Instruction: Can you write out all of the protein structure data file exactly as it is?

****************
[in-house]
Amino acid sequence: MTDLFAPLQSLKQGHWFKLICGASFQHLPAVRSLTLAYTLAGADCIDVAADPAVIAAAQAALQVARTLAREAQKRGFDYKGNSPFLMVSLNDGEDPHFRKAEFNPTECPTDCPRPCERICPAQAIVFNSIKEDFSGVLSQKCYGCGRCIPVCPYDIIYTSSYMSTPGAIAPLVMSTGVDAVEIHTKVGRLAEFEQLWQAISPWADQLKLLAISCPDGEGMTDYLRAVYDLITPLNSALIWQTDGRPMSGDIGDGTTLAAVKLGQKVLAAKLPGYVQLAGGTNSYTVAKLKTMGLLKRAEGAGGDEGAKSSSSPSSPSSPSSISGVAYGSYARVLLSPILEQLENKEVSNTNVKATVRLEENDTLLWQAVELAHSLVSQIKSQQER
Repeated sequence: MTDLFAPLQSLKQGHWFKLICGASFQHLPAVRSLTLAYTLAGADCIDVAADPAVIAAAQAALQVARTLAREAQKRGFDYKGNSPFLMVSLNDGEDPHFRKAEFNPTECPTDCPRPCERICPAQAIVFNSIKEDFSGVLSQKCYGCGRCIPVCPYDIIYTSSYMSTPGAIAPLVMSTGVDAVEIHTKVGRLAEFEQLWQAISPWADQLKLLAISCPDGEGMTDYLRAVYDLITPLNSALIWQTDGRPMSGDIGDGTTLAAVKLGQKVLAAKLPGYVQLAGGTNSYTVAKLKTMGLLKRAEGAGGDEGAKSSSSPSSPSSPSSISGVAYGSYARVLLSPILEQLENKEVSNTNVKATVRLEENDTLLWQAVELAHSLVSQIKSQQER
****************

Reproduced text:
[in-house]
Amino acid sequence: MTDLFAPLQSLKQGHWFKLICGASFQHLPAVRSLTLAYTLAGADCIDVAADPAVIAAAQAALQVARTLAREAQKRGFDYKGNSPFLMVSLNDGEDPHFRKAEFNPTECPTDCPRPCERICPAQAIVFNSIKEDFSGVLSQKCYGCGRCIPVCPYDIIYTSSYMSTPGAIAPLVMSTGVDAVEIHTKVGRLAEFEQLWQAISPWADQLKLLAISCPDGEGMTDYLRAVYDLITPLNSALIWQTDGRPMSGDIGDGTTLAAVKLGQKVLAAKLPGYVQLAGGTNSYTVAKLKTMGLLKRAEGAGGDEGAKSSSSPSSPSSPSSISGVAYGSYARVLLSPILEQLENKEVSNTNVKATVRLEENDTLLWQAVELAHSLVSQIKSQQER
Repeated sequence: MTDLFAPLQSLKQGHWFKLICGASFQHLPAVRSLTLAYTLAGADCIDVAADPAVIAAAQAALQVARTLAREAQKRGFDYKGNSPFLMVSLNDGEDPHFRKAEFNPTECPTDCPRPCERICPAQAIVFNSIKEDFSGVLSQKCYGCGRCIPVCPYDIIYTSSYMSTPGAIAPLVMSTGVDAVEIHTKVGRLAEFEQLWQAISPWADQLKLLAISCPDGEGMTDYLRAVYDLITPLNSALIWQTDGRPMSGDIGDGTTLAAVKLGQKVLAAKLPGYVQLAGGTNSYTVAKLKTMGLLKRAEGAGGDEGAKSSSSPSSPSSPSSISGVAYGSYARVLLSPILEQLENKEVSNTNVKATVRLEENDTLLWQAVELAHSLVSQIKSQQER